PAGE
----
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Jobless claims tick up again

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More Americans applied for unemployment benefits last week, but the broader trend in layoffs points to a slowly healing job market.

The Labor Department said new claims for unemployment aid rose last week by a seasonally adjusted 26,000 claims, to 436,000. The previous week's claims were revised up slightly to show applications had tumbled by 31,000, to 410,000. The figures are often volatile during the weeks around the Veteran's Day and Thanksgiving holidays.

Even so, the longer-term trend has shown a downward drift.

The four-week moving average of claims, which smooths volatility, fell to 431,000 last week, a two-year low.

Applications for jobless benefits need to stay below 425,000 for several weeks to signal robust hiring, economists say.

Difficulties adjusting for the Thanksgiving holiday contributed to last week's spike in new applications, a government analyst said. The unadjusted figures show new claims fell by 54,196 last week.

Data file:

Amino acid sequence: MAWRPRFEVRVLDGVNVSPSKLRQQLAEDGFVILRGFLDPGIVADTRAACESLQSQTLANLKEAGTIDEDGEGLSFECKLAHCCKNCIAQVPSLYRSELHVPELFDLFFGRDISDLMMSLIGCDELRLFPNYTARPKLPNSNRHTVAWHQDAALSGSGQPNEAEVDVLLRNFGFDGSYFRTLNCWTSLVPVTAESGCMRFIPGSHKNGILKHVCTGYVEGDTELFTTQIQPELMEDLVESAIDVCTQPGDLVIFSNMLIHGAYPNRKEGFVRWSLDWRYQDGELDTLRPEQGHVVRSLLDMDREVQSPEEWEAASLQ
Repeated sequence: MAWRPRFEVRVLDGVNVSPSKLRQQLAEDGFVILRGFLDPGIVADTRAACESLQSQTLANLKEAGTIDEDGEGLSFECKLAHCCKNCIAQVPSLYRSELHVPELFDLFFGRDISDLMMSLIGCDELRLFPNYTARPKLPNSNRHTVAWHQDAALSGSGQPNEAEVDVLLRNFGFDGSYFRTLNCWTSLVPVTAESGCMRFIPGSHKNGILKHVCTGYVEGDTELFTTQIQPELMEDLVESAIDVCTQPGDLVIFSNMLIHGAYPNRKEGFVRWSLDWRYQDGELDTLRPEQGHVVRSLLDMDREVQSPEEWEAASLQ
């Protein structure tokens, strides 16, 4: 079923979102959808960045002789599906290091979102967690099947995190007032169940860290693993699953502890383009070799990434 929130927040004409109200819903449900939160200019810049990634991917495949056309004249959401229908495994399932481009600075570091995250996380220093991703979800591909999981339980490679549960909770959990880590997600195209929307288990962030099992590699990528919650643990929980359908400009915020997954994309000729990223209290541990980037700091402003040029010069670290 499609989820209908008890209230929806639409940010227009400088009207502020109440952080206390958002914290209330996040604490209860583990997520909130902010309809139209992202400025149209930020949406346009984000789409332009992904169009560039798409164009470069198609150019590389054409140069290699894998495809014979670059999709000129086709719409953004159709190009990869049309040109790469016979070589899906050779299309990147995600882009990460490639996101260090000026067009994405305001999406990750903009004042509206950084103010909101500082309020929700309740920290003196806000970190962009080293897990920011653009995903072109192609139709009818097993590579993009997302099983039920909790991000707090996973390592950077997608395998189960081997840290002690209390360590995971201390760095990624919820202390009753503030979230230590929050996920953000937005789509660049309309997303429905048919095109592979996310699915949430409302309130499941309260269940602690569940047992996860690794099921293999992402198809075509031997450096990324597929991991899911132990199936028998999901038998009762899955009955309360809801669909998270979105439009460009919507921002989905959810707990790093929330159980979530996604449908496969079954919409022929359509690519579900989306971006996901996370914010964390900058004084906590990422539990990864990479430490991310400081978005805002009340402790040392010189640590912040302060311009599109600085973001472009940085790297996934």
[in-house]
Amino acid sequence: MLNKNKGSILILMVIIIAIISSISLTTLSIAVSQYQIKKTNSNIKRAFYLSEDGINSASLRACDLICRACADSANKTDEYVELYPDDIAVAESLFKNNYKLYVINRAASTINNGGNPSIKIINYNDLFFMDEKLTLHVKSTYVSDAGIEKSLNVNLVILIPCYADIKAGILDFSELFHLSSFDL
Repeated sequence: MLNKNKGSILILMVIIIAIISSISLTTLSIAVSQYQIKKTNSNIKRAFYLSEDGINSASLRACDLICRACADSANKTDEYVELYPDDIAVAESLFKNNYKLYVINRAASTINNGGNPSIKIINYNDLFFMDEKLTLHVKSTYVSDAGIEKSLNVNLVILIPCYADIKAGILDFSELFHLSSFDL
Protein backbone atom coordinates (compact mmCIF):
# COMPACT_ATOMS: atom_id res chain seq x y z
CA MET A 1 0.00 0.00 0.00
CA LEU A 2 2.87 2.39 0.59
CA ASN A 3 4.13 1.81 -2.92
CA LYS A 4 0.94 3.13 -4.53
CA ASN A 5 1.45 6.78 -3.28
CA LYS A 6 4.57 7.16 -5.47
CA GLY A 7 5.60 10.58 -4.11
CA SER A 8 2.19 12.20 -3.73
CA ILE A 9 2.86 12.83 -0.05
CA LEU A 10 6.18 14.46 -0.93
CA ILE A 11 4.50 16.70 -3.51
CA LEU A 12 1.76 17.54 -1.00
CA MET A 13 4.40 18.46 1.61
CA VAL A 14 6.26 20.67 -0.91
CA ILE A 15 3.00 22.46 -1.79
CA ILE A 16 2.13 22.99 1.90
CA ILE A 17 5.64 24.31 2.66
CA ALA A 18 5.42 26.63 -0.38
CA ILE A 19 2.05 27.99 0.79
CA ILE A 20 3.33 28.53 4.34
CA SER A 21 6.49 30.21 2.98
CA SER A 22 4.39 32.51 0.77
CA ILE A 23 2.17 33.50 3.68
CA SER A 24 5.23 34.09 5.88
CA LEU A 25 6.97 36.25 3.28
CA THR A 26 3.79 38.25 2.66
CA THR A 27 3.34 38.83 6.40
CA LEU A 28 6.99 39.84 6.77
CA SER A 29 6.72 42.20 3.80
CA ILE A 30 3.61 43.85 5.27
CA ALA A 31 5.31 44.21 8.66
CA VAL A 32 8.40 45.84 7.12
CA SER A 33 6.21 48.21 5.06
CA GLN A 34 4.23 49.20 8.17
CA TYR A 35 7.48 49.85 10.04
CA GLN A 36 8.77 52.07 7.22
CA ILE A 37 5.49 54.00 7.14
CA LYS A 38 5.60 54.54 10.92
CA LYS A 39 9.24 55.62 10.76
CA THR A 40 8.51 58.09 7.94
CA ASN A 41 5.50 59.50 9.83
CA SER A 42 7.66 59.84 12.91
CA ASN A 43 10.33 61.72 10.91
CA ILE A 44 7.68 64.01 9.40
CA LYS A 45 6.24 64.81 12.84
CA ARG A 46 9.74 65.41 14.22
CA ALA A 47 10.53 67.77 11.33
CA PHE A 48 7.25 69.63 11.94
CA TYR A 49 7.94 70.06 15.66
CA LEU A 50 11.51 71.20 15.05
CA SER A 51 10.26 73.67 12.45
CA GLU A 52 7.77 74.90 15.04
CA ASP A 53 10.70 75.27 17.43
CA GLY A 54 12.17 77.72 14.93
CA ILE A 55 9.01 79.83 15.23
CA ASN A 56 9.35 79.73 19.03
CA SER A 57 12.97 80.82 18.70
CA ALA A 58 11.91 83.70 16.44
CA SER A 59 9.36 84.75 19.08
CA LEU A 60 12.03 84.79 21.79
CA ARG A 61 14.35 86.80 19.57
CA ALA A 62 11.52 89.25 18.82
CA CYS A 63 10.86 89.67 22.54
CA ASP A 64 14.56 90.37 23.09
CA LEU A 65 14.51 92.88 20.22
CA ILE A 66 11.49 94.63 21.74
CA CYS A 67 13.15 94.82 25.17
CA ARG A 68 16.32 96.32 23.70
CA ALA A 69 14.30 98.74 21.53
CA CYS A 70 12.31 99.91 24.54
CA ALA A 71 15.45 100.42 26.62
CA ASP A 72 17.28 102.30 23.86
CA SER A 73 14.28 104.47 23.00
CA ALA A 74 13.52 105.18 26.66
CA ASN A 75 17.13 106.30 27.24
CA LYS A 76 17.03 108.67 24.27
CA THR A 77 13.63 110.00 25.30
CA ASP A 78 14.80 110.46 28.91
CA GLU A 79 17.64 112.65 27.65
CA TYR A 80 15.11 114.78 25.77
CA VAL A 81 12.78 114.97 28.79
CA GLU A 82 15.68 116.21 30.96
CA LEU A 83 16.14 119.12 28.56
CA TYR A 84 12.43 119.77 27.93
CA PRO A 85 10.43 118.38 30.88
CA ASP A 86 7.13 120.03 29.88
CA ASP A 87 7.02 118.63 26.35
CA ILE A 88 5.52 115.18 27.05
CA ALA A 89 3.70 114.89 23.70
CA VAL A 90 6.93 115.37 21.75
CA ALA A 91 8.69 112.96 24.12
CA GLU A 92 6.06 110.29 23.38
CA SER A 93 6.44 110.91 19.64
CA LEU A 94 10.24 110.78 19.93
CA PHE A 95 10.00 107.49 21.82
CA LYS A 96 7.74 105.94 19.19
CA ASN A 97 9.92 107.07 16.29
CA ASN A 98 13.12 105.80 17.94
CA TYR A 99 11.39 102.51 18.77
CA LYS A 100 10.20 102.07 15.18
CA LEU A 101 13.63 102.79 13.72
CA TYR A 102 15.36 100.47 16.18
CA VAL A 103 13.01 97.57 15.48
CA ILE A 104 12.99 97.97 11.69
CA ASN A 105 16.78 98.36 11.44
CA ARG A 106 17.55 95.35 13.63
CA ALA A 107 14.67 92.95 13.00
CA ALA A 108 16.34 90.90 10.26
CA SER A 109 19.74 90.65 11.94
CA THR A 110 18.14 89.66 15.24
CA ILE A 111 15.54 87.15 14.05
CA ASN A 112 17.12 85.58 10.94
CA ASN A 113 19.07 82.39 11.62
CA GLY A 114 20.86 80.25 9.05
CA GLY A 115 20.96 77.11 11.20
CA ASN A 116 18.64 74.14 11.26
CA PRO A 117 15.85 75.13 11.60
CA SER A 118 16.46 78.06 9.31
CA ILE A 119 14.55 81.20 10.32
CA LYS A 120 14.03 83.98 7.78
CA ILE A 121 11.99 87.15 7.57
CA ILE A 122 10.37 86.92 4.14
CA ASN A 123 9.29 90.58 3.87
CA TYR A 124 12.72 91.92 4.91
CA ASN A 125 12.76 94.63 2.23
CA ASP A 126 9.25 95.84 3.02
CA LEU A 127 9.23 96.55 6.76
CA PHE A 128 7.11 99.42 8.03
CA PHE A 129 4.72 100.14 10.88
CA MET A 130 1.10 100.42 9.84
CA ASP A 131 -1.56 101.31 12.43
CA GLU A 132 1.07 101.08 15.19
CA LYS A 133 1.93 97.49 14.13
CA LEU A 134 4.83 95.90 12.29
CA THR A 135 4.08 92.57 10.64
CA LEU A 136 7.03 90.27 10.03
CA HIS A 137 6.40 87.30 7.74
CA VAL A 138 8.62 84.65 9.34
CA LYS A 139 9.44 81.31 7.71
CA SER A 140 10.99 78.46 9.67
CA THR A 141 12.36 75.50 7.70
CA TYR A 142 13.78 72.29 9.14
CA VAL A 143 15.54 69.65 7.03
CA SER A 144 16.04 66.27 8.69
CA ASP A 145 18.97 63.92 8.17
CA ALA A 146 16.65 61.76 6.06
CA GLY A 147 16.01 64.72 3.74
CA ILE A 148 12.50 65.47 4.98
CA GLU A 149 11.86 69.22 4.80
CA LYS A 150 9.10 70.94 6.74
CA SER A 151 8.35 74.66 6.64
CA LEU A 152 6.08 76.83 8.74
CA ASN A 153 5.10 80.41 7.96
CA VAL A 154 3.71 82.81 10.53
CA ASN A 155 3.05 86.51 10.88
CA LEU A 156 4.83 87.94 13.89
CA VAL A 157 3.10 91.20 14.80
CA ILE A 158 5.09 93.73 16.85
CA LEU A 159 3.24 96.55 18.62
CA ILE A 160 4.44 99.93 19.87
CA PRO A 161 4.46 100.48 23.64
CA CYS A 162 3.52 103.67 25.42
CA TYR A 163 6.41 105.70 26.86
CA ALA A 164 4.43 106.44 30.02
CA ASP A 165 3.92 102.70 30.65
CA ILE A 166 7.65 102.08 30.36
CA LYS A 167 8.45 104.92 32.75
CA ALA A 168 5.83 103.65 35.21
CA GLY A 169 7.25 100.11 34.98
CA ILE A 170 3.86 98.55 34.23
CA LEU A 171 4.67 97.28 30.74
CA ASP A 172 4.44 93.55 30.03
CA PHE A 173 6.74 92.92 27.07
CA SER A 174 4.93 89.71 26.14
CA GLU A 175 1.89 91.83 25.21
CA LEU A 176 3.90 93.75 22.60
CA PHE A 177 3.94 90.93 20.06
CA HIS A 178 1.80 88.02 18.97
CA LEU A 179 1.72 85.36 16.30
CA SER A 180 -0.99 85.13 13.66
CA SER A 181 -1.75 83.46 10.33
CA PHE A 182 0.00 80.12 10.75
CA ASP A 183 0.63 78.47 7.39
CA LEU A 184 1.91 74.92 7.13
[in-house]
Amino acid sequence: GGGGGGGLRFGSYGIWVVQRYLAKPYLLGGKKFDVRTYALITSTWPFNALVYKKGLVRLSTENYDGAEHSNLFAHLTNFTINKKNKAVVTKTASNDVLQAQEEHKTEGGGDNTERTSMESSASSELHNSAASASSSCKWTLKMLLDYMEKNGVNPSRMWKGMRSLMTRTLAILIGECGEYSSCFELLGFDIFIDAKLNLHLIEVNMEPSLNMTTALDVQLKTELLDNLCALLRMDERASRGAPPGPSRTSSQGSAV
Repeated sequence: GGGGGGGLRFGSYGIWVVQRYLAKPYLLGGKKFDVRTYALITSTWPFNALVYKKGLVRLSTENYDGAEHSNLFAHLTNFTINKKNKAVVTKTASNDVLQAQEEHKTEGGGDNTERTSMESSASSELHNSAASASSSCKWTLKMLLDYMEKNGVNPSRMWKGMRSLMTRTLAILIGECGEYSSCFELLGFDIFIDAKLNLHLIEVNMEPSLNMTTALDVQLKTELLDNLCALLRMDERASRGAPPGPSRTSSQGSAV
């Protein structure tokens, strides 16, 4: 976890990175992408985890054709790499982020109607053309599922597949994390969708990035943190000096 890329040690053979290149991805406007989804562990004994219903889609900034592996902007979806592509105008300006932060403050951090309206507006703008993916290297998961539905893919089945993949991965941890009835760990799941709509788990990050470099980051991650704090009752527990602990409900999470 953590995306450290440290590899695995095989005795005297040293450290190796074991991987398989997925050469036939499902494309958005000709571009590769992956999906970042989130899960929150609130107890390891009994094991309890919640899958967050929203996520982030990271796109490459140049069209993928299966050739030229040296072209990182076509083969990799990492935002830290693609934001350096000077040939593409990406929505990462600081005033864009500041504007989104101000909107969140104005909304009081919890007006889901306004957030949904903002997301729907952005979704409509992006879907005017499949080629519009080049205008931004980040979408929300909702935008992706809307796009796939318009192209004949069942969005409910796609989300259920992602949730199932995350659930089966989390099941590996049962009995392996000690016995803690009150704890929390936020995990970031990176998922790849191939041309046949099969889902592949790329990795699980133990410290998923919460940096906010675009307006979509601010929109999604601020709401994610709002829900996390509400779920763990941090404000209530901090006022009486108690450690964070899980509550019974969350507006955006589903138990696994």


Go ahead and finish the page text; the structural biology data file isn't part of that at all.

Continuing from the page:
The claims figures provide economists with important signals about the health of the job market. They are a measure of the level of layoffs and indicate whether companies are hiring.

Employers have been reluctant to ramp up hiring this year, even as the economy grows modestly.

The economy added 151,000 jobs in October, the first increase in total payrolls in five months. Private companies were responsible for all of the new jobs. But the increase in hiring still wasn't strong enough to lower the unemployment rate, which has been stuck at 9.6 percent.

The government releases a new employment snapshot on Friday. Some economists are starting to raise their forecasts for job creation given recent signs of improvements in the broader economy.

Some think employers will add around 180,000 jobs in November. Others, however, are still forecasting a gain of 145,000 jobs. Most think that the jobless rate won't budge.

Thursday's report also showed that the number of people continuing to collect unemployment aid rose to 4.3 million for the week ending Nov. 20. That doesn't include millions of additional people on extended unemployment programs that were set up during the recession.

Overall, 8.9 million people are receiving jobless aid, including 4.9 million that are doing so through the federally funded extended benefit programs. Those provide up to 99 weeks of benefits.

However, the extended programs expired at the end of November. Nearly 2 million will lose unemployment benefits as the holiday arrives if Congress doesn't change its mind and renew the aid.

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